Tag Archives: W.H. Auden

August/September/December 2016 – music dramas in London and Edinburgh: Héloïse Werner & Jonathan Woolgar’s ‘Scenes From The End’ (10th to 27th August variously, plus more in December) and Zoe Lewis’ ‘Britten in Brooklyn’ (31st August-17th September)

4 Aug

Some news on a couple of pieces of music drama showing in London and Edinburgh this month – one a fully-fledged conceptual solo piece (involving original contemporary classical compositions and diverse performance techniques), the other a more conventional theatrical play themed around the wartime exile of Benjamin Britten.

Here’s a little more information about each of them (combed, shaped and styled in a hurry, from the press releases).

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Héloïse Werner's 'Scenes From The End'

‘Scenes from the End’ is a tour-de-force showcase for Héloïse Werner – soprano, sometime cellist and member of (amongst others) contemporary classical ensemble The Hermes Experiment, vocal ensemble Shards and original folk bands The Coach House Company and The Amazing Devil.

“Héloïse’s increasing interest in the dramatic potential of the unaccompanied voice has led her to experiment with a wide range of more contemporary techniques. ‘Scenes from the End’ is a fully staged, physical drama that combines classical and operatic vocal techniques, as well as improvisation, acting and body percussion. In it, Héloïse aims to confront the audience with the uncomfortable themes of death and grief, challenging them to reevaluate their own attitudes towards these difficult issues.

‘Scenes from the End’ is a collaboration with young composer Jonathan Woolgar (a previous award-winner of the BBC Proms Young Composers’ Competition) and with director Emily Burns. Using a colourful array of vocal and theatrical means, the show paints historic, comic and tragic pictures of “the end”, from the heat-death of the universe to the end of an individual life. This is virtuoso music theatre on a scale that is both cosmic and intimate.”

‘Scenes From The End’ is being performed at the Edinburgh Fringe Festival, with a couple of preview performances in London a week and a half beforehand. There’ll be a further run of London performances in December.

Camden Fringe Festival @ Camden People’s Theatre, 58-60 Hampstead Road, London NW1 2PY, England
Wednesday 10th August 2016 & Thursday 11th August 2016, 7.15pm
information

Edinburgh Fringe Festival: Lime Studio @ Greenside (Nicholson Square), 25 Nicolson Square, Edinburgh, EH8 9BX, Scotland
Monday 22nd August 2016 to Saturday 27th August 2016 1.55pm
information

Tristan Bates Theatre, 1A Tower St, Covent Garden, London, WC2H 9NP
Tuesday 6th December 2016 to Saturday 10th December 2016, 7.30pm (plus one 3pm performance on the 10th)
– no information online yet

Although Héloïse is someone I’d like to catch up with for a chat at some point, for the moment I’d better point you in the direction of this recent interview she’s done (freshly published today!) with the LaLaLa Records vocal music homepage, covering ‘Scenes From The End’ and several of her other projects.

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'Britten In Brooklyn'

“Based on true events, the world premiere of Zoe Lewis‘s passionate and thought-provoking play Britten In Brooklyn takes place in the beautiful and unique setting of Wilton’s Music Hall. Starring Sadie Frost and directed by Oli Rose, it plays for a strictly limited season of 21 performances.

“New York City, 1940. A dilapidated house in Brooklyn Heights. The bohemian lifestyle of Benjamin Britten, WH Auden, Carson McCullers and Gypsy Rose Lee in the artistic community at 7 Middagh Street starts to unravel as World War II becomes a brutal reality. Exiled in America for his beliefs and a national disgrace, Benjamin Britten must decide which way his conflicted political ideals lie but the constant parties, doomed affairs and John Dunne, the mysterious stranger, provide an easy distraction.”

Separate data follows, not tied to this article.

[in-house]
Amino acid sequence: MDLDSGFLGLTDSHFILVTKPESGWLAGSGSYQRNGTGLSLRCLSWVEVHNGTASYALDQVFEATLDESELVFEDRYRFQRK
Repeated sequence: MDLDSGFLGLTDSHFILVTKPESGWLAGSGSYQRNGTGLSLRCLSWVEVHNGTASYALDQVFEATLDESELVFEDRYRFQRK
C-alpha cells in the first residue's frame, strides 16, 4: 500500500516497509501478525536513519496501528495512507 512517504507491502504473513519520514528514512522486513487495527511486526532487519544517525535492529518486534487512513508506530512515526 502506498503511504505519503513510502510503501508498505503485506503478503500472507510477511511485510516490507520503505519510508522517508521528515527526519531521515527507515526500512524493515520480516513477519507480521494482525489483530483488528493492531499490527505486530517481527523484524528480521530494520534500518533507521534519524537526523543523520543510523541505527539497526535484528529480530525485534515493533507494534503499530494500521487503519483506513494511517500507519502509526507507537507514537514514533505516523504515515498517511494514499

‘Britten in Brooklyn’
Wilton’s Music Hall, 1 Graces Alley, Whitechapel, London, E1 8JB, England
Wednesday 31st August 2016 to Saturday 17th September 2016, 7.30pm (plus 2.30pm matinee performance on Wednesdays and Saturdays)
information
 

Two music crowdfunding campaigns (Utter:Jazz, Markus Reuter)

8 Jun

Partly for the sake of broadening ‘Misfit City’s music coverage – and partly because it makes me feel a little more involved in music – I’ve decided to start covering music crowdfunding campaigns which interest me. As I’m generally short of ready cash, I was late to the music pledge phenomenon as it grew, although I found it potentially fascinating when I did encounter it (see my wide-eyed response to some of Kickstarter’s more cultish implications in the middle of this review). Increasingly it’s a vision of the future – or at the very least, the future of the honest hustle – as the music industry continues to crumble and narrow down to a point where more and more of the interesting music is forced to turn self-propelled and troubadour, travelling hopefully to an unknown audience whom it’ll eventually all but know by name.

Before I get too lost in the theory, though, here are two campaigns which currently interest me:

The first is the Kickstarter campaign for the ‘Look, Stranger’ project by Utter:Jazz Collective, set up by Jazzberries singer Ruthie Culver. This is a ferment of Benjamin Britten’s music, W.H. Auden’s verse, the voices of Ruthie and several of Britain’s greatest stage actors, and the transformative flood of twenty-first century jazz. Sounds risky (the options for falling into camp or cuteness are legion) but the caliber of the people involved suggests that they’ll pull it off with flair. Ruthie’s a singer whose explorations have taken her from opera to chanson, Sondheim to cabaret, poetry to swing. Between them the Utter:Jazz instrumentalists – double bassist Jonny Gee, reeds player Mick Foster, pianist/trombonist Dan Hewson and drummer Andrea Trillo – have covered jazz, baroque music, contemporary classical music, opera, tango, pop and salsa; have worked with a swathe of bandleaders and situation-starters including Herbie Hancock, Ravi Shankar, Nigel Kennedy and Jarvis Cocker, and have tried everything from classical stand-up and serious education to writing their own string quartets.